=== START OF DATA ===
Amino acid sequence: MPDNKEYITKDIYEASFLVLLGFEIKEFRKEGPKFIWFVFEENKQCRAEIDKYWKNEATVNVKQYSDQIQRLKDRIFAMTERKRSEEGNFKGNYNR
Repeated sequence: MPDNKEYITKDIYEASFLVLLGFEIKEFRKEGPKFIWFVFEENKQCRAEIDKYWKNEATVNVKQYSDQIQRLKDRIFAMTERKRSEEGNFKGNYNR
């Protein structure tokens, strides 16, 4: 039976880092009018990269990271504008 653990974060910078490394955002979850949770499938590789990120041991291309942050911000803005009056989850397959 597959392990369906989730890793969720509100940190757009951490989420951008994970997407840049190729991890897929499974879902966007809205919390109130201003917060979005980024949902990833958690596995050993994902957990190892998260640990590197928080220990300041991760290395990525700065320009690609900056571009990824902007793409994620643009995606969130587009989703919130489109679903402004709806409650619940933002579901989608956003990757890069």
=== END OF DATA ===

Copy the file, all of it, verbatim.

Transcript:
Amino acid sequence: MPDNKEYITKDIYEASFLVLLGFEIKEFRKEGPKFIWFVFEENKQCRAEIDKYWKNEATVNVKQYSDQIQRLKDRIFAMTERKRSEEGNFKGNYNR
Repeated sequence: MPDNKEYITKDIYEASFLVLLGFEIKEFRKEGPKFIWFVFEENKQCRAEIDKYWKNEATVNVKQYSDQIQRLKDRIFAMTERKRSEEGNFKGNYNR
């Protein structure tokens, strides 16, 4: 039976880092009018990269990271504008 653990974060910078490394955002979850949770499938590789990120041991291309942050911000803005009056989850397959 597959392990369906989730890793969720509100940190757009951490989420951008994970997407840049190729991890897929499974879902966007809205919390109130201003917060979005980024949902990833958690596995050993994902957990190892998260640990590197928080220990300041991760290395990525700065320009690609900056571009990824902007793409994620643009995606969130587009989703919130489109679903402004709806409650619940933002579901989608956003990757890069």